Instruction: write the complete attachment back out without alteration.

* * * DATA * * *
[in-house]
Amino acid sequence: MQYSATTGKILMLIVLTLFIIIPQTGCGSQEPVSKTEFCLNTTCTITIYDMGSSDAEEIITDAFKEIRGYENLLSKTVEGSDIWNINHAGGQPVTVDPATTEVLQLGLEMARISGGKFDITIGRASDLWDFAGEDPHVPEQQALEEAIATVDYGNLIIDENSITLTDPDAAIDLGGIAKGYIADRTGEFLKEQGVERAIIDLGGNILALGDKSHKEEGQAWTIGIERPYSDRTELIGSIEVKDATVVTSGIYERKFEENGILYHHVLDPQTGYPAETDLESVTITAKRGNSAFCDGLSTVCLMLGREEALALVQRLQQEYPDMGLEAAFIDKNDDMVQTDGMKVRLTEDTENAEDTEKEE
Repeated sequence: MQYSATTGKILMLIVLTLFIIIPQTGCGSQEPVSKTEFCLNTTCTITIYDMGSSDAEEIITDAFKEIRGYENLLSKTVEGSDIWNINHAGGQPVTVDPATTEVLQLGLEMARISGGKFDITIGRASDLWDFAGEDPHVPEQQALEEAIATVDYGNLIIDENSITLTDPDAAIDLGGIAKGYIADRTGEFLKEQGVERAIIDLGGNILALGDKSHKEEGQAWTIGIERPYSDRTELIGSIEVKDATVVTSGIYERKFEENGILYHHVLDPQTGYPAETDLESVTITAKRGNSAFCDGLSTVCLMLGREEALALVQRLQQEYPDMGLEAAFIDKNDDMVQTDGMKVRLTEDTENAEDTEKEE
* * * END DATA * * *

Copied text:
[in-house]
Amino acid sequence: MQYSATTGKILMLIVLTLFIIIPQTGCGSQEPVSKTEFCLNTTCTITIYDMGSSDAEEIITDAFKEIRGYENLLSKTVEGSDIWNINHAGGQPVTVDPATTEVLQLGLEMARISGGKFDITIGRASDLWDFAGEDPHVPEQQALEEAIATVDYGNLIIDENSITLTDPDAAIDLGGIAKGYIADRTGEFLKEQGVERAIIDLGGNILALGDKSHKEEGQAWTIGIERPYSDRTELIGSIEVKDATVVTSGIYERKFEENGILYHHVLDPQTGYPAETDLESVTITAKRGNSAFCDGLSTVCLMLGREEALALVQRLQQEYPDMGLEAAFIDKNDDMVQTDGMKVRLTEDTENAEDTEKEE
Repeated sequence: MQYSATTGKILMLIVLTLFIIIPQTGCGSQEPVSKTEFCLNTTCTITIYDMGSSDAEEIITDAFKEIRGYENLLSKTVEGSDIWNINHAGGQPVTVDPATTEVLQLGLEMARISGGKFDITIGRASDLWDFAGEDPHVPEQQALEEAIATVDYGNLIIDENSITLTDPDAAIDLGGIAKGYIADRTGEFLKEQGVERAIIDLGGNILALGDKSHKEEGQAWTIGIERPYSDRTELIGSIEVKDATVVTSGIYERKFEENGILYHHVLDPQTGYPAETDLESVTITAKRGNSAFCDGLSTVCLMLGREEALALVQRLQQEYPDMGLEAAFIDKNDDMVQTDGMKVRLTEDTENAEDTEKEE